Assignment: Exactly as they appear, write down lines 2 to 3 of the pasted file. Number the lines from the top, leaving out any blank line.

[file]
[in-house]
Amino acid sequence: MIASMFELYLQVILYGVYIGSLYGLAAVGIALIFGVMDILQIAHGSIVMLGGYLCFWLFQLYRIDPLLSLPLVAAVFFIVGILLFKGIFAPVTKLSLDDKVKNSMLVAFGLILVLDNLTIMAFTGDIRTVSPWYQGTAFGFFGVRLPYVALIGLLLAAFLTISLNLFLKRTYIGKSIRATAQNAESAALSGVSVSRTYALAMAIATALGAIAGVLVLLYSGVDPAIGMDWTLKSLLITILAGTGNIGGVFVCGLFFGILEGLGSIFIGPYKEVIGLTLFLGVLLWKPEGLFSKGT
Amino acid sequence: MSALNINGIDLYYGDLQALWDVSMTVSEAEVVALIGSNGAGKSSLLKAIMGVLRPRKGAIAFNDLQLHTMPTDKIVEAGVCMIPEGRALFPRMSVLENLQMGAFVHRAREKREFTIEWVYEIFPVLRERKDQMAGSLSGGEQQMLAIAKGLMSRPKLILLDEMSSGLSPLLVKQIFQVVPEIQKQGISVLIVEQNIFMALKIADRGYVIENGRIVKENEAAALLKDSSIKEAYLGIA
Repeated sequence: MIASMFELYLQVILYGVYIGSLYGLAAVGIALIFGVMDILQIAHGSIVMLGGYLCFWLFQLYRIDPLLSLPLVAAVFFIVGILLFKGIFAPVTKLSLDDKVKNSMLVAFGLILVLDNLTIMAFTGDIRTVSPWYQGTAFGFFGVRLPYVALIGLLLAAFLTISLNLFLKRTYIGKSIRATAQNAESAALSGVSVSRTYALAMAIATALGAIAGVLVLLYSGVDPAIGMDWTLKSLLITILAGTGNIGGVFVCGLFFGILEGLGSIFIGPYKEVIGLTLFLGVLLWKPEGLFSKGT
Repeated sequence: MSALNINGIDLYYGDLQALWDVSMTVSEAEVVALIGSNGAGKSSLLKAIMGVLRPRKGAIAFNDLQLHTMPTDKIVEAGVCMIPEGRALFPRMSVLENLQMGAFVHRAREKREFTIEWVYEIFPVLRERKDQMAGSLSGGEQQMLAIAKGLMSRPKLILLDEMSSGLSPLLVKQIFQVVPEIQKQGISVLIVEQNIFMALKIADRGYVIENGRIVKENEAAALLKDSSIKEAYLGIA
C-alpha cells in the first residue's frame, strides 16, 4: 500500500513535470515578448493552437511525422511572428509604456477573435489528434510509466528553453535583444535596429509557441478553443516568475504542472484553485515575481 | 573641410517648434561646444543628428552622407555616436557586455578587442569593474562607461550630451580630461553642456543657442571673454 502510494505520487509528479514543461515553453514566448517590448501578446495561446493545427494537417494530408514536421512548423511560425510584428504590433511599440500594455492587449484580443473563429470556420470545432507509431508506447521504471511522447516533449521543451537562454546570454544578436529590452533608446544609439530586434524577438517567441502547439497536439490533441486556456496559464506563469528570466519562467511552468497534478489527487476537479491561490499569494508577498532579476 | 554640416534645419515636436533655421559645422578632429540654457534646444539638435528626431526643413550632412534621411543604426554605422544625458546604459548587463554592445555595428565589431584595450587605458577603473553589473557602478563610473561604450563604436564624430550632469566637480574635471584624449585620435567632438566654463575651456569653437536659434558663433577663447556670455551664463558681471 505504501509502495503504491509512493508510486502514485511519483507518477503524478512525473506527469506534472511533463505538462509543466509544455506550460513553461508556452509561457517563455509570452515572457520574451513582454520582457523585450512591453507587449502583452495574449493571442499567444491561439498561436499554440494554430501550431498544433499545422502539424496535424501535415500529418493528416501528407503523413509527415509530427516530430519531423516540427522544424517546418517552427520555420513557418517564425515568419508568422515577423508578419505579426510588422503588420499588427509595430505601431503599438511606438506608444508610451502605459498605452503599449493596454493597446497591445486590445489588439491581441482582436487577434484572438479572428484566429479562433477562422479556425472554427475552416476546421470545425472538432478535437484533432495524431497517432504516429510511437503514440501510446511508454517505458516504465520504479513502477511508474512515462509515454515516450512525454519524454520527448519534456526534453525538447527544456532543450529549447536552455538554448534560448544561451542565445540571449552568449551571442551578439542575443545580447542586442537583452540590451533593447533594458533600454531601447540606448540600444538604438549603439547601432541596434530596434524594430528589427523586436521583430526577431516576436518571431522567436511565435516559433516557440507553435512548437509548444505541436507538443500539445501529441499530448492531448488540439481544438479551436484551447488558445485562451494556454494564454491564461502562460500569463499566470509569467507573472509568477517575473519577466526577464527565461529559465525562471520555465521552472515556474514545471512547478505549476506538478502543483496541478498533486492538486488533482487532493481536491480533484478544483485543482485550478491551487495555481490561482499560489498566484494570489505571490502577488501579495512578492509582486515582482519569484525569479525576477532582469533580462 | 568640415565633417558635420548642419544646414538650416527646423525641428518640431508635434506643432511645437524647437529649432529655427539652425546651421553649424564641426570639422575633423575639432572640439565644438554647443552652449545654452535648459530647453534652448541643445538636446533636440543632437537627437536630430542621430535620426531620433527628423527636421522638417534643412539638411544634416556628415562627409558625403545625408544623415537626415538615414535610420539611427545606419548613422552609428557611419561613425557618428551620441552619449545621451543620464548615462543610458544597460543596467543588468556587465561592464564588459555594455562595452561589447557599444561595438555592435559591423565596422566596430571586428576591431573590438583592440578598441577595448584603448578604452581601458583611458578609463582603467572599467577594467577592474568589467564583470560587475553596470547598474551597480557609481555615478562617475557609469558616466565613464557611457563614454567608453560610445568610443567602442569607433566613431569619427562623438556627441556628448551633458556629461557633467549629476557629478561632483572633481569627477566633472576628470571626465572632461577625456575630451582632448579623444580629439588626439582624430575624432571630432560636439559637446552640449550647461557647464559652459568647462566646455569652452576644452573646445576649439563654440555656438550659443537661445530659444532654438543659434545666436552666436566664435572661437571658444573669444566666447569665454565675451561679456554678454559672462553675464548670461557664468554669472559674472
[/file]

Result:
Amino acid sequence: MIASMFELYLQVILYGVYIGSLYGLAAVGIALIFGVMDILQIAHGSIVMLGGYLCFWLFQLYRIDPLLSLPLVAAVFFIVGILLFKGIFAPVTKLSLDDKVKNSMLVAFGLILVLDNLTIMAFTGDIRTVSPWYQGTAFGFFGVRLPYVALIGLLLAAFLTISLNLFLKRTYIGKSIRATAQNAESAALSGVSVSRTYALAMAIATALGAIAGVLVLLYSGVDPAIGMDWTLKSLLITILAGTGNIGGVFVCGLFFGILEGLGSIFIGPYKEVIGLTLFLGVLLWKPEGLFSKGT
Amino acid sequence: MSALNINGIDLYYGDLQALWDVSMTVSEAEVVALIGSNGAGKSSLLKAIMGVLRPRKGAIAFNDLQLHTMPTDKIVEAGVCMIPEGRALFPRMSVLENLQMGAFVHRAREKREFTIEWVYEIFPVLRERKDQMAGSLSGGEQQMLAIAKGLMSRPKLILLDEMSSGLSPLLVKQIFQVVPEIQKQGISVLIVEQNIFMALKIADRGYVIENGRIVKENEAAALLKDSSIKEAYLGIA